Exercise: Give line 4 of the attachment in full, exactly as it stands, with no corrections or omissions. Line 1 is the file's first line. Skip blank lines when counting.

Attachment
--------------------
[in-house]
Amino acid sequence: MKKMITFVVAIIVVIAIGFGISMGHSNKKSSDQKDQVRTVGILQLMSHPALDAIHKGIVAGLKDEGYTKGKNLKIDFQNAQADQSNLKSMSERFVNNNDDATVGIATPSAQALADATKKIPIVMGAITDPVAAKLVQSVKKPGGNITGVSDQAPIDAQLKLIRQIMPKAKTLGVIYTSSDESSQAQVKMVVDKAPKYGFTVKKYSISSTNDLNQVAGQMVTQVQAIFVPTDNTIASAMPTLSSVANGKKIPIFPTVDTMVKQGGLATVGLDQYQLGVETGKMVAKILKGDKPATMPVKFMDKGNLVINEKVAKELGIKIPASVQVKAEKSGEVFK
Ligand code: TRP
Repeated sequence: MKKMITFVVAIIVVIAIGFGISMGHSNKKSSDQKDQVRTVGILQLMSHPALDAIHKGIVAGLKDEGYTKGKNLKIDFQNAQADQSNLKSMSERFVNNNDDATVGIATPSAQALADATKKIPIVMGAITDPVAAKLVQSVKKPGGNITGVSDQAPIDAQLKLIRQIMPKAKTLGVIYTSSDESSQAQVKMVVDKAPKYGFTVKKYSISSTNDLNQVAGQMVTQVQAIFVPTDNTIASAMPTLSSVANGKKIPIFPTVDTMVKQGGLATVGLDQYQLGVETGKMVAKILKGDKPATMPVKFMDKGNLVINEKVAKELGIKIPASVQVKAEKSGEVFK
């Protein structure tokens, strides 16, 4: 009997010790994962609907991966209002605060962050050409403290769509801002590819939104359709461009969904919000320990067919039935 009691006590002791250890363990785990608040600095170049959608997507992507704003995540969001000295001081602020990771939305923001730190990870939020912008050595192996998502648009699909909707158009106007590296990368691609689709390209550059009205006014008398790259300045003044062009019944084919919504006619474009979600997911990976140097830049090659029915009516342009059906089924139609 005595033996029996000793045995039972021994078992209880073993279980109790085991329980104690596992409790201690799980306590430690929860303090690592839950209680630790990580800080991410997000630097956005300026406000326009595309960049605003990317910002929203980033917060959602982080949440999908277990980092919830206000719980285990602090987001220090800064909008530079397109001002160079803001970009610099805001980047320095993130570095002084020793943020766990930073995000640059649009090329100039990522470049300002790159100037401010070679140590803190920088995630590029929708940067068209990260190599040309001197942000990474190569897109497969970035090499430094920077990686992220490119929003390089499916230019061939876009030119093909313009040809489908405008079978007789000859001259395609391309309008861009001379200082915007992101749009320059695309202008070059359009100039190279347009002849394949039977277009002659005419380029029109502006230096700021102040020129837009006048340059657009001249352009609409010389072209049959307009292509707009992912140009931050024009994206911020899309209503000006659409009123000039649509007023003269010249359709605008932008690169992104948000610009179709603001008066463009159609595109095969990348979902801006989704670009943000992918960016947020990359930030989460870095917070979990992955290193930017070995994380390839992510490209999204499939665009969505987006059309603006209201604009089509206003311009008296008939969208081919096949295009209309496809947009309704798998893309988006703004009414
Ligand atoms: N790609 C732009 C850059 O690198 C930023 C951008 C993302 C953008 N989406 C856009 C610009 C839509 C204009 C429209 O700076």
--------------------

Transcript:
Repeated sequence: MKKMITFVVAIIVVIAIGFGISMGHSNKKSSDQKDQVRTVGILQLMSHPALDAIHKGIVAGLKDEGYTKGKNLKIDFQNAQADQSNLKSMSERFVNNNDDATVGIATPSAQALADATKKIPIVMGAITDPVAAKLVQSVKKPGGNITGVSDQAPIDAQLKLIRQIMPKAKTLGVIYTSSDESSQAQVKMVVDKAPKYGFTVKKYSISSTNDLNQVAGQMVTQVQAIFVPTDNTIASAMPTLSSVANGKKIPIFPTVDTMVKQGGLATVGLDQYQLGVETGKMVAKILKGDKPATMPVKFMDKGNLVINEKVAKELGIKIPASVQVKAEKSGEVFK